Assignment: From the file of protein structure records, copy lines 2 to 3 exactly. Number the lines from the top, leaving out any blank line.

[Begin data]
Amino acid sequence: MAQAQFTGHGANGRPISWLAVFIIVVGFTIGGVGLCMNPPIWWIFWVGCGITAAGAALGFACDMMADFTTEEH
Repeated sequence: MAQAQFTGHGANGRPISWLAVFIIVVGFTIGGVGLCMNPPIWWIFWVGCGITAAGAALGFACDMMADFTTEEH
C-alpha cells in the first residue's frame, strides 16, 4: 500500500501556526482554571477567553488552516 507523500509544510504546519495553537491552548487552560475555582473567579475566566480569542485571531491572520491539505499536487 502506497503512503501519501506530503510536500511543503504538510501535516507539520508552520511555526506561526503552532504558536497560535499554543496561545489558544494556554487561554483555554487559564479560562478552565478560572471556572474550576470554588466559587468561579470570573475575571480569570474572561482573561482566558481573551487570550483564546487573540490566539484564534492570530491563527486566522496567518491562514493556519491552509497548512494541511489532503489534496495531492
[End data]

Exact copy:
Repeated sequence: MAQAQFTGHGANGRPISWLAVFIIVVGFTIGGVGLCMNPPIWWIFWVGCGITAAGAALGFACDMMADFTTEEH
C-alpha cells in the first residue's frame, strides 16, 4: 500500500501556526482554571477567553488552516 507523500509544510504546519495553537491552548487552560475555582473567579475566566480569542485571531491572520491539505499536487 502506497503512503501519501506530503510536500511543503504538510501535516507539520508552520511555526506561526503552532504558536497560535499554543496561545489558544494556554487561554483555554487559564479560562478552565478560572471556572474550576470554588466559587468561579470570573475575571480569570474572561482573561482566558481573551487570550483564546487573540490566539484564534492570530491563527486566522496567518491562514493556519491552509497548512494541511489532503489534496495531492